The NFL is going to do what it is going to do. I’m not a big fan of a later draft, mostly because I’m not a big fan of the incessant pre-draft analysis even in the years before a late April selection. It seems like it’s going on forever this year (and we still have a week to go) and another week, well, you get the idea. More importantly, you wonder what it means to have these rookies essentially lose two weeks of transition time. Or three weeks if it moves another week later. As it is, the Cardinals’ draftees will arrive one week before OTAs start. That’s one week to kind of digest the playbook before going on the field with veterans. Do I expect Bruce Arians to again split the work into two groups much of the time? Yes. But less time for the rookies isn’t a good thing.
(Of course, it affects every team equally, so …)
You wonder if at some point it pushes the Cards’ summer work later too. Arians is keenly aware of getting his staff enough down time before training camp opens. Even though everything is a little later this year, the Cards’ final minicamp day is actually a week earlier than last offseason, giving the coaches a solid month-plus off before the grind really ramps up.
The Cardinals have been sensitive to how the later draft can impact their work in the draft room too. “What you have to watch out for now is not to overanalyze,” Arians said. “You have a grade on a guy, you go back and watch him, you try to find out some more stuff, and pretty soon there won’t be anybody worth drafting. You won’t like anybody. Fall in love with them and take them.”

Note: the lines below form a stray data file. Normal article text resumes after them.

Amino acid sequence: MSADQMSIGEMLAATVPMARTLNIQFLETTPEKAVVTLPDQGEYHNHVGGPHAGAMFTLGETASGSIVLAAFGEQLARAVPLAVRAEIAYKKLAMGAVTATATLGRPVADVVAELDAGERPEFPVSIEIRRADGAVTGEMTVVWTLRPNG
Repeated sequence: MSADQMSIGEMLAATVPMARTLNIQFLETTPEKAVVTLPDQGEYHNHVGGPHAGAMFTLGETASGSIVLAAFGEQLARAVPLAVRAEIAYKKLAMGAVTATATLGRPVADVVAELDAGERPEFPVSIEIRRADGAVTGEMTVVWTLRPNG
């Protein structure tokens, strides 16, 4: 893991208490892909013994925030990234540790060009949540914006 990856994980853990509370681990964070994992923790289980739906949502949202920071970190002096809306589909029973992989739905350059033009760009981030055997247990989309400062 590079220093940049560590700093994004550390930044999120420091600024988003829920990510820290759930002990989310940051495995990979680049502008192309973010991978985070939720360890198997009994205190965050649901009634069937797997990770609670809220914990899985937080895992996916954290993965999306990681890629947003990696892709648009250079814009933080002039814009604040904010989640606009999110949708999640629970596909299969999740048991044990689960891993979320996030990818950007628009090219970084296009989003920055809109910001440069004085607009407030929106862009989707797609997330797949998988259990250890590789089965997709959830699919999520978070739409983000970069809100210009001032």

Frankly, that paralysis-by-analysis has always been a pitfall even before the draft came later. There will never be any way to know how the date change impacts the picks and realistically, teams will adjust. They always do.
Tags: Bruce Arians, draft, offseason
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The first Cardinals draft I covered as a beat guy was back in 2001, which just so happened to be the highest pick the Cards have had since I have been around the team — second overall. That’s 13 drafts overall and 14 first-round picks. As the Cards get closer to this year’s draft (jeez, is it ever going to get here?) I thought I’d hit the first-round picks I’ve seen, with both my initial thoughts at the time and what hindsight has brought.
— 2001: T Leonard Davis. It was a no-brainer. Davis was a sure thing, taken right after Michael Vick. He’d be the 10-year left tackle the Cardinals sought since Lomas Brown had left. Bigg (he went by the nickname “Big” and at some point, started adding an extra “g”) was just that, a mammoth man. Sure, the Cards decided to play him at guard his first season, but that was so he could get used to the game. Dave McGinnis even brought myself and Kent Somers to his office one day to show us Davis manhandling a couple of defenders. I remember him totally rag-dolling Bears safety Mike Brown on one play. Problem was, he never really panned out as a left tackle, even though Denny Green insisted on shoe-horning him there. He was a better guard, and the Cards weren’t going to break the bank on a guard, so he later got big money from the Cowboys. And made the Pro Bowl. As a guard.